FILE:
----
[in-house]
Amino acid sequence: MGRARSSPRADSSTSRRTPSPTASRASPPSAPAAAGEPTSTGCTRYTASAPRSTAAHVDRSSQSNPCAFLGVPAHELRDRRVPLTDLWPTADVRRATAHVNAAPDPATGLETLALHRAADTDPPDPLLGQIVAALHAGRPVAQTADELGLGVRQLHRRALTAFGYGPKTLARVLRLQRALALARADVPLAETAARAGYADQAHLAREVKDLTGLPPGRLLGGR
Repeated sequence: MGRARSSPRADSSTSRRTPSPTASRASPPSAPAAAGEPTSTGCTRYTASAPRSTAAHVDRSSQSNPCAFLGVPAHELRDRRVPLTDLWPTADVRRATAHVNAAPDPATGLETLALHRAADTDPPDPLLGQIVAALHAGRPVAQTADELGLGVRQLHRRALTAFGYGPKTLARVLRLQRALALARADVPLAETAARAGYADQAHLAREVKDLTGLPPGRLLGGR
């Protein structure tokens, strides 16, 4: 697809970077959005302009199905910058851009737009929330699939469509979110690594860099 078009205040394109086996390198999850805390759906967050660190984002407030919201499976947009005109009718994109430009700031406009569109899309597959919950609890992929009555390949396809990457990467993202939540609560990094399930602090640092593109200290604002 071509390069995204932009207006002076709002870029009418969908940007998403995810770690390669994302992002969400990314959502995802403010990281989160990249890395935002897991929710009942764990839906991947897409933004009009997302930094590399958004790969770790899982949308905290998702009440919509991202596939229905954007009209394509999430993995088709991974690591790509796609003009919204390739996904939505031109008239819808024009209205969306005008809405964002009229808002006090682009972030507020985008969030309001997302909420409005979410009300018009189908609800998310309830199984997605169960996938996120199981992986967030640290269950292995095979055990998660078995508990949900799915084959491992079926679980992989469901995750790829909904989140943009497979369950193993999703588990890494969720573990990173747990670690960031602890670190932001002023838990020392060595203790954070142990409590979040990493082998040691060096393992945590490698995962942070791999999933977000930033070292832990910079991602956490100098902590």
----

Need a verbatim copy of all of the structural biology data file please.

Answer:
[in-house]
Amino acid sequence: MGRARSSPRADSSTSRRTPSPTASRASPPSAPAAAGEPTSTGCTRYTASAPRSTAAHVDRSSQSNPCAFLGVPAHELRDRRVPLTDLWPTADVRRATAHVNAAPDPATGLETLALHRAADTDPPDPLLGQIVAALHAGRPVAQTADELGLGVRQLHRRALTAFGYGPKTLARVLRLQRALALARADVPLAETAARAGYADQAHLAREVKDLTGLPPGRLLGGR
Repeated sequence: MGRARSSPRADSSTSRRTPSPTASRASPPSAPAAAGEPTSTGCTRYTASAPRSTAAHVDRSSQSNPCAFLGVPAHELRDRRVPLTDLWPTADVRRATAHVNAAPDPATGLETLALHRAADTDPPDPLLGQIVAALHAGRPVAQTADELGLGVRQLHRRALTAFGYGPKTLARVLRLQRALALARADVPLAETAARAGYADQAHLAREVKDLTGLPPGRLLGGR
């Protein structure tokens, strides 16, 4: 697809970077959005302009199905910058851009737009929330699939469509979110690594860099 078009205040394109086996390198999850805390759906967050660190984002407030919201499976947009005109009718994109430009700031406009569109899309597959919950609890992929009555390949396809990457990467993202939540609560990094399930602090640092593109200290604002 071509390069995204932009207006002076709002870029009418969908940007998403995810770690390669994302992002969400990314959502995802403010990281989160990249890395935002897991929710009942764990839906991947897409933004009009997302930094590399958004790969770790899982949308905290998702009440919509991202596939229905954007009209394509999430993995088709991974690591790509796609003009919204390739996904939505031109008239819808024009209205969306005008809405964002009229808002006090682009972030507020985008969030309001997302909420409005979410009300018009189908609800998310309830199984997605169960996938996120199981992986967030640290269950292995095979055990998660078995508990949900799915084959491992079926679980992989469901995750790829909904989140943009497979369950193993999703588990890494969720573990990173747990670690960031602890670190932001002023838990020392060595203790954070142990409590979040990493082998040691060096393992945590490698995962942070791999999933977000930033070292832990910079991602956490100098902590």